Let’s leave the digital age for a moment and rewind to the Paleolithic era, when our primitive ancestors hunted and gathered and food was scarce. Selection pressure was demanding, and up until around 10,000 years ago the homo sapiens species was evolving, shaping our DNA code and mastering pitch-perfect gene expression. With the introduction of civilization and the subsequent reliance on a grain-based diet, as well as advances in medicine and technology, selection pressure vanished, putting the breaks on evolution.
What are we to make of all this? Our genetic prescription for anti-aging is tied to the dietary habits of our primitive ancestors…pretty much right where it left off 10,000 years ago.
Our ancestors didn’t scarf down heaps of food in the form of three square meals a day with snacks in between. They ate when food was available, and fasted when it wasn’t. Intermittent fasting was a part of life not so much by choice, as by necessity.
Let’s return to the digital age, where we find an emerging group of proponents rallying for intermittent fasting as a solution to aging and disease. These days, intermittent fasting is the conscious choice to skip meals. There are many different ways to intermittent fast: you can consume calories at a specified interval during the day (such as eating from noon to 7 pm), or you can skip two meals like breakfast and lunch, thereby giving your body a 24-hour food fast.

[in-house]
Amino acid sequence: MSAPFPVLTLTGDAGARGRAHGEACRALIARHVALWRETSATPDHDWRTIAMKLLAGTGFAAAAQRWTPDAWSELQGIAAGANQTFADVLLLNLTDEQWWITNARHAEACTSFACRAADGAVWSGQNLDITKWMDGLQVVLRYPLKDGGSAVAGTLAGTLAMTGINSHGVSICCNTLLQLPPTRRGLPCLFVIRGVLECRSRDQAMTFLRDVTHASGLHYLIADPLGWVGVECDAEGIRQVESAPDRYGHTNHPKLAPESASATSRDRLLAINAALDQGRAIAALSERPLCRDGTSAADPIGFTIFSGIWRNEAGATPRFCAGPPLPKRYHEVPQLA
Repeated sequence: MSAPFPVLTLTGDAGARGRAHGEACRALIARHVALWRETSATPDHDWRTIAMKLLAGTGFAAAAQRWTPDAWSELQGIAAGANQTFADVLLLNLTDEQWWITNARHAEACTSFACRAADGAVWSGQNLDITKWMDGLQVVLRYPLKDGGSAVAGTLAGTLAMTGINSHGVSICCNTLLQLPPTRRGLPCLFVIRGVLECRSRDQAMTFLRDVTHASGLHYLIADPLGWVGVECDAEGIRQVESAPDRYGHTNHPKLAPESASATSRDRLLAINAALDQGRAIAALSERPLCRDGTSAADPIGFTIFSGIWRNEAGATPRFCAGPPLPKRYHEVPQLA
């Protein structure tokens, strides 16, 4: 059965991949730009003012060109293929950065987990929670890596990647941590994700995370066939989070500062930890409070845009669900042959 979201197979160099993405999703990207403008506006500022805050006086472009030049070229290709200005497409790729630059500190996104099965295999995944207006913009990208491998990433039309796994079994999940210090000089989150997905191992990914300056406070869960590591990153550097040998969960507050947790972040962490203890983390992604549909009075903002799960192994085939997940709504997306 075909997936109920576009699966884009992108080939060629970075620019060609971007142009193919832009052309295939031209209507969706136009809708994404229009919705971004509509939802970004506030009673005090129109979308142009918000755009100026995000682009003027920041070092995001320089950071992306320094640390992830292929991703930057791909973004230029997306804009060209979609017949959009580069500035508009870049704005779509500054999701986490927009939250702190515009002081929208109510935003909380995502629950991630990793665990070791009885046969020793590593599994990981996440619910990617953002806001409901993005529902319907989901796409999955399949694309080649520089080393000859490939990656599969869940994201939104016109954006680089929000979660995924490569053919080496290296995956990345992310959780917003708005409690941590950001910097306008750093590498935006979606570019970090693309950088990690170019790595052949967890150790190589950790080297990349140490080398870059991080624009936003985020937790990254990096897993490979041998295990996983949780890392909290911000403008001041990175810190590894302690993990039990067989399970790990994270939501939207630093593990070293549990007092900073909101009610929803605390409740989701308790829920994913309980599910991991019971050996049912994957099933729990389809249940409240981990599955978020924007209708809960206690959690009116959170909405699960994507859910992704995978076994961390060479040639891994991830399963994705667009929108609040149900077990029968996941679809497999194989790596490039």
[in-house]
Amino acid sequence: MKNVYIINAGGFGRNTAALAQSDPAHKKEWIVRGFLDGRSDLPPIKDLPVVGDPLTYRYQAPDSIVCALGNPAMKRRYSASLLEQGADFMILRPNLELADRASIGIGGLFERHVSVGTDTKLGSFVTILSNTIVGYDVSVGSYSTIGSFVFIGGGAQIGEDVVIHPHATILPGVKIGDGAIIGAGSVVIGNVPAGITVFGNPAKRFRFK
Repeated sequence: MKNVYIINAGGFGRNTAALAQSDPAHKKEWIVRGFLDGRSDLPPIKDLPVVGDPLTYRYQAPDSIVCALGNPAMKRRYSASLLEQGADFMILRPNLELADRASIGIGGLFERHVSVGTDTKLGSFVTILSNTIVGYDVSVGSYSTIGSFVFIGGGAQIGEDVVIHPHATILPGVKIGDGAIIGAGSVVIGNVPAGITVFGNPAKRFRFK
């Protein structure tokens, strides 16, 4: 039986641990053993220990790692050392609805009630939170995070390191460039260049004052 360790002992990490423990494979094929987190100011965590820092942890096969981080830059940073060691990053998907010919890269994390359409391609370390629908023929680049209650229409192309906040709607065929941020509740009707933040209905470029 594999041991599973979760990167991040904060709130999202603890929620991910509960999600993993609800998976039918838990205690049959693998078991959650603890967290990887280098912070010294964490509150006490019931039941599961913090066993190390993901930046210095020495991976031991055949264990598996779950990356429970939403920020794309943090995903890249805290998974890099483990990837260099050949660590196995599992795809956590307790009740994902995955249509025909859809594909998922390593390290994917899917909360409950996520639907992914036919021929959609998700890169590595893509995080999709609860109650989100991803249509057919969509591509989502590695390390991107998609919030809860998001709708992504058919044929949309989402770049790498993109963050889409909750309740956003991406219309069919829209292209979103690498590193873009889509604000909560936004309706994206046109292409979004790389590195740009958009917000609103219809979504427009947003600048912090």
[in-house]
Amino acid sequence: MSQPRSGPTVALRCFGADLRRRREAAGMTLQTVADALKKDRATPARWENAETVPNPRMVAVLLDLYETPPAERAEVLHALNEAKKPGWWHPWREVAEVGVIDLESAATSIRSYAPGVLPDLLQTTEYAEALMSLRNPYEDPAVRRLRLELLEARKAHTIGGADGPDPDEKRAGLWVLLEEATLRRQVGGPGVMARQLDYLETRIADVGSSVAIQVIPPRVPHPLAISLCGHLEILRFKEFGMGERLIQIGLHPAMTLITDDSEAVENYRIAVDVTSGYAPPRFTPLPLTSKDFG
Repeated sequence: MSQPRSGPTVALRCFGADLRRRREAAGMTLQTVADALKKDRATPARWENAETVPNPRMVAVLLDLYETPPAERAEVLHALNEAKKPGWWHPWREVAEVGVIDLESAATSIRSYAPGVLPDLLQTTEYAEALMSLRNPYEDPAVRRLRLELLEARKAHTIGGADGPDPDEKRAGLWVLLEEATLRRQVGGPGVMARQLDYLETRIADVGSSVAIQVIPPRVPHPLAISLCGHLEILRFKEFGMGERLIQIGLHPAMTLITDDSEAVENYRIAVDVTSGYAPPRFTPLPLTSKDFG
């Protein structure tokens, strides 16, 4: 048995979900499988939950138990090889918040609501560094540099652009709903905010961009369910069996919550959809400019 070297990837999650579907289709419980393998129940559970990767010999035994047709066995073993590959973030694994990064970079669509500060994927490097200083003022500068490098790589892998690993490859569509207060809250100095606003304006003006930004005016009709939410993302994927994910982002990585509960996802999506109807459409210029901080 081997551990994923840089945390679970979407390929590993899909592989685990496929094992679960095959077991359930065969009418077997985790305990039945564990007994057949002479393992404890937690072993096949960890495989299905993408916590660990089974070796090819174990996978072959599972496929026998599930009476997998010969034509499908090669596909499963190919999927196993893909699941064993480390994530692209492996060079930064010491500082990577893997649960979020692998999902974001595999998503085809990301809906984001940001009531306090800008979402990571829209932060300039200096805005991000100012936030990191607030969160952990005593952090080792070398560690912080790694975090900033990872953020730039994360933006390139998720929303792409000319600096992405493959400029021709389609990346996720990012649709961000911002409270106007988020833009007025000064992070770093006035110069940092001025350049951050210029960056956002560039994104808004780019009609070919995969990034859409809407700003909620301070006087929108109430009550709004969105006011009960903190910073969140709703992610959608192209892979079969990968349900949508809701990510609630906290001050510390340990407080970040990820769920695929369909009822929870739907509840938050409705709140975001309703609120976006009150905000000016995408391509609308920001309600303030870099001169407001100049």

The attraction of intermittent fasting grows when you consider its anti-aging benefits:
How Intermittent Fasting Works
A well-fed body can have a negative effect on the insulin response. When food is copious, your cells can become resistant to insulin. Insulin resistance is the first step toward type 2 diabetes, blocks the release of anti-aging hormones, and triggers oxidative stress and systemic inflammation, two of the primary instigators in aging and illness. On the contrary, when your body senses that food is scarce (like when you skip a meal and actually let hunger occur) your cell membranes can become more insulin sensitive so that food is burned and stored efficiently.
When you intermittent fast, you send the signal to the body that food is scarce, which activates genetic repair mechanisms that combat aging and disease. The body releases human growth hormone (HGH), which accelerates metabolism and fat burning, regenerates tissue, and strengthens muscles, bones, ligaments, and tendons. HGH and insulin are counterregulatory hormones. Too much insulin depletes your anti-aging HGH reserves. Intermittent fasting, on the other hand, inhibits an insulin release, increases HGH levels, and encourages cell rejuvenation and discourages cell proliferation (the rapid dividing and multiplying of cells—including cancer cells!).
A study conducted at the Intermountain Medical Center Heart Institute confirmed the link between intermittent fasting and HGH. Men who fasted for 24 hours exhibited a 2000% increase in circulating HGH, while woman enjoyed a 1300% increase in HGH. Participants also had lower triglycerides, higher HDL, and balanced blood sugar.
How to Intermittent Fast
If you are new to intermittent fasting, start by skipping breakfast. See how long you can go before your hunger beckons. If your last meal was 8 pm yesterday and you make it until noon, you’ve intermittent fasted for 16 hours! Those who practice intermittent fasting as a lifestyle typically fast for 16-18 hours one day a week, and work up to a weekly 24-hour fast.